April 26, 2017

Letters to the Editor

May 19, 2011

Acknowledging teacher appreciation week

Do you remember the name of your first grade teacher? Perhaps it’s your third grade teacher? I have vivid memories of Mr. Villemaire, my seventh grade social studies teacher, who made us memorize every major Civil War battle. He even brought an authentic Civil War musket into class, with bayonet attached, and let us practice on a cardboard box set up on a stool. I stabbed the stool, and was pronounced ‘unfit for duty.’  After many holes were punched in that box, the class was brought back to reality when Mr. Villemaire explained that many Civil War soldiers lied about their age and enlisted at age 14, and never came home from the war. Quite the lesson taught to a class of 13-year-old students.

This week, our community, parents and students are taking time to thank the staff and educators of the Williston School District for their hard work and dedication to our children’s education. Our district has excellent teachers who work every day to make a positive difference in our children’s lives and prepare them for an uncertain future. Our support staff and administration deserve our appreciation, too. Their dedication and professionalism provide our students clean and safe class rooms, healthy lunches, access to the latest technology, excellent leadership and so much more.

To each of you: thank you for what you do. You make a difference every day. Thank you for taking those few extra minutes to help a student in need. Thank you for the versatility, creativity and sensitivity you bring to the classroom every day. Most of all, thank you for being an educator, and making a difference for our students.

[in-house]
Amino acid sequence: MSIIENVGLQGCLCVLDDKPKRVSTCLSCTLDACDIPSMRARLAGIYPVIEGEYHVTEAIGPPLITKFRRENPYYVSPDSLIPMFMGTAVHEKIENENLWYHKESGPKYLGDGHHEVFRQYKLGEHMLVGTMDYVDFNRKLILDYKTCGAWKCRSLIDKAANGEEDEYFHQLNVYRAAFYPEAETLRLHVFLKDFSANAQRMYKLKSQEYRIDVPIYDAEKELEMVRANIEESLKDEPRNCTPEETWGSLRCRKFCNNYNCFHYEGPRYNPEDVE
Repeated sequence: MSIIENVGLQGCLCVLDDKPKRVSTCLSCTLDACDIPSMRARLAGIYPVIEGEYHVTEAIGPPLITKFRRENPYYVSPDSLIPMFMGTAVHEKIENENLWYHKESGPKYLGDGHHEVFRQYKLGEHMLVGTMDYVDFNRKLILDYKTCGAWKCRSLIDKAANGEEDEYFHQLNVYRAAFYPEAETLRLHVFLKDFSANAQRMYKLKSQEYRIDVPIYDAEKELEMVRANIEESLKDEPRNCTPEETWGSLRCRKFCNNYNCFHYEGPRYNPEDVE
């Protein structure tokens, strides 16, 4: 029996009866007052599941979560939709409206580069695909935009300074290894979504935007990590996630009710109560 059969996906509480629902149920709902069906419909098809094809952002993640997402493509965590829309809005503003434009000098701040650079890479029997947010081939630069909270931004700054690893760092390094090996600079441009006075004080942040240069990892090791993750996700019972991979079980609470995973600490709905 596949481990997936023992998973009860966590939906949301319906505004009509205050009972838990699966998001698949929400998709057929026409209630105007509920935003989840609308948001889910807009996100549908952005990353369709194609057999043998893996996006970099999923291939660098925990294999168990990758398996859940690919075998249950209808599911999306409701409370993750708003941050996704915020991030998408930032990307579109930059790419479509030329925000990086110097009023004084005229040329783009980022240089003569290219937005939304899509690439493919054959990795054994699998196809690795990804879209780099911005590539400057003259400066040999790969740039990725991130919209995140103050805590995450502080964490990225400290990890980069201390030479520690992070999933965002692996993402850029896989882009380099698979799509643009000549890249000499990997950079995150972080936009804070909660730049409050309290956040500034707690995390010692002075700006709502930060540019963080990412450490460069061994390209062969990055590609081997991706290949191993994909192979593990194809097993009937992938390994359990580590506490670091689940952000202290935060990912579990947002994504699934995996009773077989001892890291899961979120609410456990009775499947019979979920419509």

Kevin Mara, On behalf of the WSD School Board


  1. youngvt says:

    I am writing in response to Mr. Hoxworth’s article on transportation costs for the poor in Vermont. I would like to suggest further research on this topic before we simply just give another handout or tax credit. The poor, may, have a higher disproportionate burden on their transportation costs than the wealthier residents of Vermont; however, they also have a lower disproportionate burden on taxes and housing. Pick your evil.
    We can simply just give every poor Vermonter an energy efficient car, gas card, free tuition, renter’s rebate, etc.…but the only way out of poverty is through the combination of education, hard work, and discipline. Education and degrees are not handed out or purchased; a person has to EARN them. This seems to be the only way out of poverty—sorry, there are no shortcuts.
    If we continue this trend of enabling, our entire state will be a welfare state.

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